with his russian counterpart, sergey lavrov. secretary kerry said he urged lavrov to engage in direct talks with ukraine. meantime, parallel talks between nato and russia are being held in brussels, belgium. secretary kerry also met in paris today with u.s. allies. that meeting included ukraine's new interim foreign minister, who was one of the protesters in kiev. he actually traveled to paris with kerry after kerry's high profile visit to that country's capital yesterday. the meeting concluded with issuing of the statements saying in part, "united states, united kingdom, and ukraine agreed direct talks between ukraine and russia facilitated as needed by members of the international community are crucial to resolving the current situation." meantime, russian troops remain in firm control of ukraine's crimea peninsula, amid lingering fears they will not stop there. jim maceda joins us live from moscow with more on the diplomatic efforts under way. jim, what's the latest? >> reporter: hi, there, tamron, well, that meeting you referred to was indeed brief, kerry did urge lavrov to have direct
going seriously south today was this morning when russian foreign minister sergei lavrov said that ukrainian power militaries actually attacked the ministry in crimea, wounding several people, presumably ethnic russians. despite there being no confirmation, no evidence of that, that alleged threat to russian compatriots in ukraine triggered a quick escalation, which russia has used many times before to justify an invasion. first the leader of ethnic russians in crimea called on president putin to send forces in to protect them from hostile extremists. then very quickly putin replied, requesting the use of force. and as you said in your lead, getting that request from force from the parliament. all that happening within just hours. now, that doesn't mean, alex, that putin will send in more troops and tanks to crimea. there are already plenty there. there is the black sea fleet base with thousands of russian troops. many of whom, by the way, have taken up positions securing airports, government buildings, telecom towers over the past 48 hours. but it does spike the tension even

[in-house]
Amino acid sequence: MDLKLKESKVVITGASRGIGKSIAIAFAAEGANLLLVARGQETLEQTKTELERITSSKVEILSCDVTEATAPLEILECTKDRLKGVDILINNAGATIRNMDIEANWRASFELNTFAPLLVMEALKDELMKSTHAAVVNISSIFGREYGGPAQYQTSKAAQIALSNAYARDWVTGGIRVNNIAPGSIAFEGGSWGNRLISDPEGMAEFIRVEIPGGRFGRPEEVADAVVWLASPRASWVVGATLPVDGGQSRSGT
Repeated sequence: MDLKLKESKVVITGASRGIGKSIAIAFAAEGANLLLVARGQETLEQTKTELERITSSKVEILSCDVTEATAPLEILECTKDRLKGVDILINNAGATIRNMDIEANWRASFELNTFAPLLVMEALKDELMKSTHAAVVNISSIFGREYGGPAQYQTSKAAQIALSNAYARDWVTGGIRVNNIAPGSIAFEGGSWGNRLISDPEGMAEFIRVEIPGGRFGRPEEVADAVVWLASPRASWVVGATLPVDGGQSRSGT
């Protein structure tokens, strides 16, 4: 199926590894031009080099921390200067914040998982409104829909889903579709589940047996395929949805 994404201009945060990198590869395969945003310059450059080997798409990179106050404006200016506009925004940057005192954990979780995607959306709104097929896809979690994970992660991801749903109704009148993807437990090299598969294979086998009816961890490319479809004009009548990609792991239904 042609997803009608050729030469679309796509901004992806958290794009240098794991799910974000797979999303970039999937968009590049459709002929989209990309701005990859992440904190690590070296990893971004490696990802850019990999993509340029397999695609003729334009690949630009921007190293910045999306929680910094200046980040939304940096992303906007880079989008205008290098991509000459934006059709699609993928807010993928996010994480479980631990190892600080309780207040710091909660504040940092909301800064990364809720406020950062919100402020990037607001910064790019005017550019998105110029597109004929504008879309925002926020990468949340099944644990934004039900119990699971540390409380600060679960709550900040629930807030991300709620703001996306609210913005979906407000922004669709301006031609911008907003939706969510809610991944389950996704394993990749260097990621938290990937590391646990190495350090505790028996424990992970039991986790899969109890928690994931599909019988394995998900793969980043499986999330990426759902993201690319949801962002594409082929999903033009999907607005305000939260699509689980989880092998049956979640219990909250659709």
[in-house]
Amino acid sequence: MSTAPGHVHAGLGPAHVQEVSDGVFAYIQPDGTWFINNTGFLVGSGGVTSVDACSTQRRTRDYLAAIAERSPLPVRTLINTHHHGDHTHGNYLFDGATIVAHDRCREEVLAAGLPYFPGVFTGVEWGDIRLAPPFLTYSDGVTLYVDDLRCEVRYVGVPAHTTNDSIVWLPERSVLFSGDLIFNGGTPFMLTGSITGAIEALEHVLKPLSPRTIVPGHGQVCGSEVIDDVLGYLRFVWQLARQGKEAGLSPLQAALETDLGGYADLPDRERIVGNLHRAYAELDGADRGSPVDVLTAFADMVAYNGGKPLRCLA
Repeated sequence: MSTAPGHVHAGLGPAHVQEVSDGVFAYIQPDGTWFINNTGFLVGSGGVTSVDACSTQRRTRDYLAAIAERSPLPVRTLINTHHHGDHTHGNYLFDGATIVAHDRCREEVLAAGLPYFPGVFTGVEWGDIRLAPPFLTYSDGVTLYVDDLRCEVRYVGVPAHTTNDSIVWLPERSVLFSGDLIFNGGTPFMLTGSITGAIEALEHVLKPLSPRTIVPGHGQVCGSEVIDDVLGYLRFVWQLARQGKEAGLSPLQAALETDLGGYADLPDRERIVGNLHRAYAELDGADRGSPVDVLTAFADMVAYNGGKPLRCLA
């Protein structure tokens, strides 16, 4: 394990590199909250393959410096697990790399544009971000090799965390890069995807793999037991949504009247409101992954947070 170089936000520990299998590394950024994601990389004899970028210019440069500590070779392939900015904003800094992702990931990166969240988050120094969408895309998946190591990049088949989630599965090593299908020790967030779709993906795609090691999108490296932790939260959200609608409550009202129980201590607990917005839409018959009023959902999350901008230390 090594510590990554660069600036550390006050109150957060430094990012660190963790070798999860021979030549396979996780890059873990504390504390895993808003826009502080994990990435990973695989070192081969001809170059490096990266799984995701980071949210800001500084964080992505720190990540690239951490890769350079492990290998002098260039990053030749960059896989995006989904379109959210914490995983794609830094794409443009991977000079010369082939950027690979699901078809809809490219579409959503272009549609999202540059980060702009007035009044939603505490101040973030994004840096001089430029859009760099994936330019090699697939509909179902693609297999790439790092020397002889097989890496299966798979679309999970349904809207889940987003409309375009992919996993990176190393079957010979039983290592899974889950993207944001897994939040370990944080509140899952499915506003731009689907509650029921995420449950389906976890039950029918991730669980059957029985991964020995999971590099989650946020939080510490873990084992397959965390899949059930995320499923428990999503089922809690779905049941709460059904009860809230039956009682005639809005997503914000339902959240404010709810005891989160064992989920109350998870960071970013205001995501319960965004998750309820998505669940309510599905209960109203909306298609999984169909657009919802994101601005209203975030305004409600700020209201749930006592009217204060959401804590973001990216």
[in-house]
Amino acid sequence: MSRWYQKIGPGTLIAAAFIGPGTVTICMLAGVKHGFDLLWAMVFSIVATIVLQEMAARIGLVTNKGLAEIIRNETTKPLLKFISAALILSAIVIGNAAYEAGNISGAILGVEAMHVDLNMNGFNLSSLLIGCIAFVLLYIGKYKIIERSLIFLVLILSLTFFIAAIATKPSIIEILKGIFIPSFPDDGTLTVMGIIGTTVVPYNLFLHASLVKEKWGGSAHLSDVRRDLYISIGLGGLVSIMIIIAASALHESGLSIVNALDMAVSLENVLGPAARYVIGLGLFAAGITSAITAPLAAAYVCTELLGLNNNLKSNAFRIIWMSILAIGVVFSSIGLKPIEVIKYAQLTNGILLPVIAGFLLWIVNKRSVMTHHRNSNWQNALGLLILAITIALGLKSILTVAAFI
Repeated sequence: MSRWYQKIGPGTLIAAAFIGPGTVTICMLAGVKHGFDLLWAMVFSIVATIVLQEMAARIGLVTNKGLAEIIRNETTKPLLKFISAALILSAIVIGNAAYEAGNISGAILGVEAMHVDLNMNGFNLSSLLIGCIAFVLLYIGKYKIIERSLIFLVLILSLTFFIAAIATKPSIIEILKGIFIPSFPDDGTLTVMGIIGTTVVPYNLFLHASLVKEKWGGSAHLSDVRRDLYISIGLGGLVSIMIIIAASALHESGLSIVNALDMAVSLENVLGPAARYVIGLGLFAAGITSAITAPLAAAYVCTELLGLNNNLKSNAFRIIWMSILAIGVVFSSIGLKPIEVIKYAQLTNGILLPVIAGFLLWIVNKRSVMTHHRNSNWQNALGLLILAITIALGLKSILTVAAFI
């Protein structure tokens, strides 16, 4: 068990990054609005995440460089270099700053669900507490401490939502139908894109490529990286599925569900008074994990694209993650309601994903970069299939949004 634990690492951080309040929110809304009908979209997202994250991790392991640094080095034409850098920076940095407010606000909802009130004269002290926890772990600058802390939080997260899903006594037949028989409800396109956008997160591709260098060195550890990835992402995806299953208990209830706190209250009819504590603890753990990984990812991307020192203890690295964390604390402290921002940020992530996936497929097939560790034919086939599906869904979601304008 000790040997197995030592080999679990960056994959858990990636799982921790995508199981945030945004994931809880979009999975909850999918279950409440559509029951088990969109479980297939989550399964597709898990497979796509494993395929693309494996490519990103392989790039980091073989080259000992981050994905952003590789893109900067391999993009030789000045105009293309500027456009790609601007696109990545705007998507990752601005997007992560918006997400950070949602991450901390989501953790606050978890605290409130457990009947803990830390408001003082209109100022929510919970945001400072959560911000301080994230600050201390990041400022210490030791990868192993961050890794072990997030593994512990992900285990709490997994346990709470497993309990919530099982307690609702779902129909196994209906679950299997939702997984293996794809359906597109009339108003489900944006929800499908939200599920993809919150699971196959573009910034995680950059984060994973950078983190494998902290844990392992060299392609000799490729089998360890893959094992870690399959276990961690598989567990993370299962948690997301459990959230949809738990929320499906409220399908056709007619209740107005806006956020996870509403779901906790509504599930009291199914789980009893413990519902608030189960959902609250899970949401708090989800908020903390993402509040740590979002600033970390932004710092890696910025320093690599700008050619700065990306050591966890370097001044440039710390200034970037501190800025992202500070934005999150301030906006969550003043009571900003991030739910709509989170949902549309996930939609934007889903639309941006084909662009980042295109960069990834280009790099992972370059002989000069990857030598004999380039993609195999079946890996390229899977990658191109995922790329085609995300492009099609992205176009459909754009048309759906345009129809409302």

and russian foreign minister sergei lavrov are due to hold face-to-face talks in paris today. the two are expected to test the dialogue of ukrainian crisis on lebanon and the syrian war. he adds the international community reacted wrongly to the unrest, setting a bad example to seize power in violation of the constitution. jim, of course, is in moscow right now. actually, we're going to speak to jeffrey, chief market strategist at lpl financial. jeffrey, the markets have been very quick to produce out any wider spread of on sentiment right now. do you continue to see reasons for the market to rally here and separate the situation in the ukraine? morning, julia. well, you know, markets have been trading in recent years to bounce back fairley quickly on the signs that any crisis is likely to be averted. we saw that with ee fwipt, we saw it in the drop brog recently, it's been better. we saw it earlier this week in some of the pmis and the uk and germany and france, elsewhere here in the u.s. and the back drop is one of buying, generally, unless it's -- unless investors get distracted by
Search Results 0 to 6 of about 7